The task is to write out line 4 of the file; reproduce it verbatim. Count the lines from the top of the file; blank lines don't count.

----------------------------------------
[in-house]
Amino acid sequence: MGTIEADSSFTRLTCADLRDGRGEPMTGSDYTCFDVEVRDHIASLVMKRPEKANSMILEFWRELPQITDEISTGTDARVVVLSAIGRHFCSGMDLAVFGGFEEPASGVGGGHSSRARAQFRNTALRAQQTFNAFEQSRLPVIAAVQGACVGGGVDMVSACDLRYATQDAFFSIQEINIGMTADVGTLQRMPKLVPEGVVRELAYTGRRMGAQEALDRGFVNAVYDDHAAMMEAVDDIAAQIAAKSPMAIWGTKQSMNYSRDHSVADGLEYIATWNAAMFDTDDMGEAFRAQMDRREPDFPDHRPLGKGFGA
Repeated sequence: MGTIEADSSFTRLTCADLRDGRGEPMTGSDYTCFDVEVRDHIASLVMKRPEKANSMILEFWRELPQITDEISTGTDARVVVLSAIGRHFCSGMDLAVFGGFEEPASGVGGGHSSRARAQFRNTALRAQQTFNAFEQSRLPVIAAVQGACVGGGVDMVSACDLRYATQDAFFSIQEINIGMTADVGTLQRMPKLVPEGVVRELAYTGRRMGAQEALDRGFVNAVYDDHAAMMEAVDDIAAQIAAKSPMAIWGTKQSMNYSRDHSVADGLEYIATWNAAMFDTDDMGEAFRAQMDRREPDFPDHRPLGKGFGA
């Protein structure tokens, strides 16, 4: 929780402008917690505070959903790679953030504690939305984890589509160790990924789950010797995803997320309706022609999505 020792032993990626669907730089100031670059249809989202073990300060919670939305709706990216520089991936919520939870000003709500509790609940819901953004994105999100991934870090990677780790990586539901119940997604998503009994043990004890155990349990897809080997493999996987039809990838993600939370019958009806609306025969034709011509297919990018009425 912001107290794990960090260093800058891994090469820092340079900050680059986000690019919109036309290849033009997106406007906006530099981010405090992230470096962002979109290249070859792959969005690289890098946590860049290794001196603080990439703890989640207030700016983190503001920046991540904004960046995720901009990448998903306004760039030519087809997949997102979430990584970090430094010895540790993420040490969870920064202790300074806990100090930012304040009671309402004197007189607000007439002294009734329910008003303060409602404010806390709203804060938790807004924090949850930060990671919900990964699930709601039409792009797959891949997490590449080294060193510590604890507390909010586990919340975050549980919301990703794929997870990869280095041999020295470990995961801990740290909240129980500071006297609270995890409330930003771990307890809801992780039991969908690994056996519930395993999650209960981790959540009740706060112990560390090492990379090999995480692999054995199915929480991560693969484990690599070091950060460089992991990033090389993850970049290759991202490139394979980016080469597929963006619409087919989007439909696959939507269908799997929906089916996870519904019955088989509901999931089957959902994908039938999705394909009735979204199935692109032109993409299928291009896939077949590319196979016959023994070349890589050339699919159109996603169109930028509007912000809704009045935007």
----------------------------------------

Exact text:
């Protein structure tokens, strides 16, 4: 929780402008917690505070959903790679953030504690939305984890589509160790990924789950010797995803997320309706022609999505 020792032993990626669907730089100031670059249809989202073990300060919670939305709706990216520089991936919520939870000003709500509790609940819901953004994105999100991934870090990677780790990586539901119940997604998503009994043990004890155990349990897809080997493999996987039809990838993600939370019958009806609306025969034709011509297919990018009425 912001107290794990960090260093800058891994090469820092340079900050680059986000690019919109036309290849033009997106406007906006530099981010405090992230470096962002979109290249070859792959969005690289890098946590860049290794001196603080990439703890989640207030700016983190503001920046991540904004960046995720901009990448998903306004760039030519087809997949997102979430990584970090430094010895540790993420040490969870920064202790300074806990100090930012304040009671309402004197007189607000007439002294009734329910008003303060409602404010806390709203804060938790807004924090949850930060990671919900990964699930709601039409792009797959891949997490590449080294060193510590604890507390909010586990919340975050549980919301990703794929997870990869280095041999020295470990995961801990740290909240129980500071006297609270995890409330930003771990307890809801992780039991969908690994056996519930395993999650209960981790959540009740706060112990560390090492990379090999995480692999054995199915929480991560693969484990690599070091950060460089992991990033090389993850970049290759991202490139394979980016080469597929963006619409087919989007439909696959939507269908799997929906089916996870519904019955088989509901999931089957959902994908039938999705394909009735979204199935692109032109993409299928291009896939077949590319196979016959023994070349890589050339699919159109996603169109930028509007912000809704009045935007």